Newcastle’s next priority is to add goals; it has been all summer, even if two defenders and a goalkeeper have joined first.
The Hugo Ekitike deal is proving tortuous to conclude with the player’s representatives, even though the framework of a fee has been agreed with Reims, leading Newcastle to seriously consider moving on to alternative strikers. A right-sided forward is wanted, with Howe keen for a winger who can bring goals and provide assists, although Bayer Leverkusen’s Moussa Diaby may prove too expensive.
Still, even if Financial Fair Play regulations do somewhat temper Newcastle’s spending capacity, the backing of Saudi Arabia’s Public Investment Fund (PIF), the 80 per cent majority owners, proved decisive on this occasion. AC Milan may be Serie A champions but they could not match Newcastle’s offer.
The debate surrounding where Botman wanted to move is a moot point, but he did flirt with Newcastle and Milan throughout the process.
His representatives made it clear that Botman was intrigued by Newcastle’s project in December, despite their then-perilous league position, and Staveley told The Athletic in February that the centre-back “wanted to come”. Botman revealed his appreciation for Newcastle’s “great project”, admitting that “I thought it would be fun to be a part of it”.
Yet he was open with his admiration for Milan, with claims in Italy that the San Siro was his “dream” destination. That narrative was given extra credence when Botman’s camp appeared to offer Milan additional time to reach a deal with Lille.
In truth, although Newcastle continued dialogue post-January, by April, they feared Botman was headed for Milan. Botman remained Newcastle’s top centre-back target but they sent out enquiries for alternatives, including Manchester City’s Nathan Ake and Bournemouth’s Lloyd Kelly. Newcastle did not seriously compete again for Diego Carlos, who they attempted to acquire from Sevilla in January, preferring younger alternatives. James Tarkowski, a free agent after leaving Burnley, was only viewed as a back-up.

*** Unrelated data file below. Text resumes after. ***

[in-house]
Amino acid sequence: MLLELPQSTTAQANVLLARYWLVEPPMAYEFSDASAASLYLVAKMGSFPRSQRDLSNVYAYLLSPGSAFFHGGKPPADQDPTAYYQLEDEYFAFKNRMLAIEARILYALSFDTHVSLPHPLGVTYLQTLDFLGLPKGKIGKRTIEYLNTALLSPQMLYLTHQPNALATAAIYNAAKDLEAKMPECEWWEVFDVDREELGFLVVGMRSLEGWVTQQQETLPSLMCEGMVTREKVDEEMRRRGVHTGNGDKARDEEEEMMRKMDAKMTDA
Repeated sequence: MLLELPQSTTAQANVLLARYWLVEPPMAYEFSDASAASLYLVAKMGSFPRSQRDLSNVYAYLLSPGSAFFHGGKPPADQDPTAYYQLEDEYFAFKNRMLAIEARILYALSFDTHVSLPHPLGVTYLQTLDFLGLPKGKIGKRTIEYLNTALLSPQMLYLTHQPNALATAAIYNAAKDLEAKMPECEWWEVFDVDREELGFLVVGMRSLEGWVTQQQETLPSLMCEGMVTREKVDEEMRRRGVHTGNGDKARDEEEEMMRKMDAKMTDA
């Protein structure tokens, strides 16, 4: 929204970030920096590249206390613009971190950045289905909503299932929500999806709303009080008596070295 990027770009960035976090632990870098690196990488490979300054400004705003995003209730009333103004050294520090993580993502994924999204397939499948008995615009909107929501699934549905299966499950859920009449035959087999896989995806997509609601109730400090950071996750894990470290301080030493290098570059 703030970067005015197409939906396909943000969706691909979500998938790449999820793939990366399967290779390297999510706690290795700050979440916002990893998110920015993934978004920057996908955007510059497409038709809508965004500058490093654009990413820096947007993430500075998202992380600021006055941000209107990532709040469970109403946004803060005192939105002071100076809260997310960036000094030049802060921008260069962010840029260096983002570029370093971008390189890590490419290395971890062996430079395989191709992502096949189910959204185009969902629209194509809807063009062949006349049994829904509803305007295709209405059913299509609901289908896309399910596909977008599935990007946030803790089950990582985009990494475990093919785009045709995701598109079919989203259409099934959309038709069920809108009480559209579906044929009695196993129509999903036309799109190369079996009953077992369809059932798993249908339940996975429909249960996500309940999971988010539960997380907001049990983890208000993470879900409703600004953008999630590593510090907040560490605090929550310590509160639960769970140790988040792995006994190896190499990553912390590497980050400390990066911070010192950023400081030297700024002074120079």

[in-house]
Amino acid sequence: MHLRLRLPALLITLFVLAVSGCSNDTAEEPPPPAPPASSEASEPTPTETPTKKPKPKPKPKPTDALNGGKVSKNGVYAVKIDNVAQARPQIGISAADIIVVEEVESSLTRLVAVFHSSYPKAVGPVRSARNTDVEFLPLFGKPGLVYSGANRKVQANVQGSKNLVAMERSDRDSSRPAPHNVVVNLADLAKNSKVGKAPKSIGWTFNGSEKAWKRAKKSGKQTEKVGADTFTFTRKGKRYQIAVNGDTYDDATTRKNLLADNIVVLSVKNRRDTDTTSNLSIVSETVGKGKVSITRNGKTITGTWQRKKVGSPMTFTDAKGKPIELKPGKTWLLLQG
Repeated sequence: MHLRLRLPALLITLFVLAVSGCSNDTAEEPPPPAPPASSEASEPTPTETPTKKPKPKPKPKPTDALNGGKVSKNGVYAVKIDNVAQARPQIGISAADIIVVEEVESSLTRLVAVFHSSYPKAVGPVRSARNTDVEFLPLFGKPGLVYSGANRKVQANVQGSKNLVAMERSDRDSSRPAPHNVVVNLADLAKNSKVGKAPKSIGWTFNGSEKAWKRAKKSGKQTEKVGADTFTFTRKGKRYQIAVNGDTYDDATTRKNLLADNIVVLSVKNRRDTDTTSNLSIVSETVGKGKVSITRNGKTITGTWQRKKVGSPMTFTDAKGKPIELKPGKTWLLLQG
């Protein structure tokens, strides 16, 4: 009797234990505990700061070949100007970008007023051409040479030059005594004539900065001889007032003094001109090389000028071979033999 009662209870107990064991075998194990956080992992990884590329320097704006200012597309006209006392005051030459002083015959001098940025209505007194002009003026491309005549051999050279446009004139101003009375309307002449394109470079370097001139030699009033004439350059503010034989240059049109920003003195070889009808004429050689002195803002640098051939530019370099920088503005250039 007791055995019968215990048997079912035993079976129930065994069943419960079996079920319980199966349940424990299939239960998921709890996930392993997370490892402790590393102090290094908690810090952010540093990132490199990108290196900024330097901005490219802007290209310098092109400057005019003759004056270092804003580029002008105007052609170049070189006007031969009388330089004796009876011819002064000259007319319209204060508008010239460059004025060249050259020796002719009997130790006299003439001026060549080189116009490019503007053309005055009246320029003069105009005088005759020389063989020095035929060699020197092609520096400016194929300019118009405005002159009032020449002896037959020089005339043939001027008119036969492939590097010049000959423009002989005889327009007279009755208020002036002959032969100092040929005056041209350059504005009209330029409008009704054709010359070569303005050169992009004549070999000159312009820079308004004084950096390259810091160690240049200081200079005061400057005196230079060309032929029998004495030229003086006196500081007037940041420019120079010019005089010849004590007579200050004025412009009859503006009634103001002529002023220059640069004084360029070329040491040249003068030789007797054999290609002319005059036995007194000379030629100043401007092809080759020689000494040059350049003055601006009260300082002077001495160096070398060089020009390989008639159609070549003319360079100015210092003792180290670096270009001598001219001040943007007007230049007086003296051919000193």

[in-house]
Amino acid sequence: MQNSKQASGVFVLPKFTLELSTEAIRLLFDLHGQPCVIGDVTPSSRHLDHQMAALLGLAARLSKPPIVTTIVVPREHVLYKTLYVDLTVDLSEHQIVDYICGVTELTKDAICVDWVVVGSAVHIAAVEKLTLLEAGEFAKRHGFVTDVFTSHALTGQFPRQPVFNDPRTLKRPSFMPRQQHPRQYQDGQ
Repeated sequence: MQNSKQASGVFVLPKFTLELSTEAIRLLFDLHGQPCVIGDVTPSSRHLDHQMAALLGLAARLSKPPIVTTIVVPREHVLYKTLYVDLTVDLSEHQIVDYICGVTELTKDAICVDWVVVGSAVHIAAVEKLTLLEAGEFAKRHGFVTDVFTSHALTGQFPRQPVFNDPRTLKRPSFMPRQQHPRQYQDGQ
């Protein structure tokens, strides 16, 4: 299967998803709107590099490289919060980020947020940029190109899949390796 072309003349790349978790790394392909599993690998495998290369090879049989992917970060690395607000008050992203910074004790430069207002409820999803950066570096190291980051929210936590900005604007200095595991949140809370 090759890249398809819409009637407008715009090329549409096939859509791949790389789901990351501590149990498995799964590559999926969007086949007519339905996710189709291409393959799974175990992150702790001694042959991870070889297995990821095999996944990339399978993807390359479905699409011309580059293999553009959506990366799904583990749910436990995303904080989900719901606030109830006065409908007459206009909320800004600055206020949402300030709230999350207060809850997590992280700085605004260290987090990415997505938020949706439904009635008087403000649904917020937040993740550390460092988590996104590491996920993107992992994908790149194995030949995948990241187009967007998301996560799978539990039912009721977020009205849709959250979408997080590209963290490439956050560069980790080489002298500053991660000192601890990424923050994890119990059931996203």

Milan’s impending takeover by RedBird Capital Partners complicated matters for them, however, and, while Paolo Maldini, the technical director, was adamant they needed Botman, other board members did not believe it prudent to recruit an expensive centre-back, particularly given Pierre Kalulu’s rise. And, with Lille keen to resolve Botman’s future by June 30, Milan had to pull out, even if there remained a slight lingering concern on Tyneside that Maldini’s keenness could lead to an 11th-hour hijack.
Eventually, Newcastle’s perseverance paid off and it was Ashworth who concluded the deal. During his first week as sporting director, Ashworth had even watched Botman for Netherlands Under-21s in Llanelli. Ashworth may have chiefly been there for his son, Zachary, the Wales defender, but the trip doubled up as a scouting mission.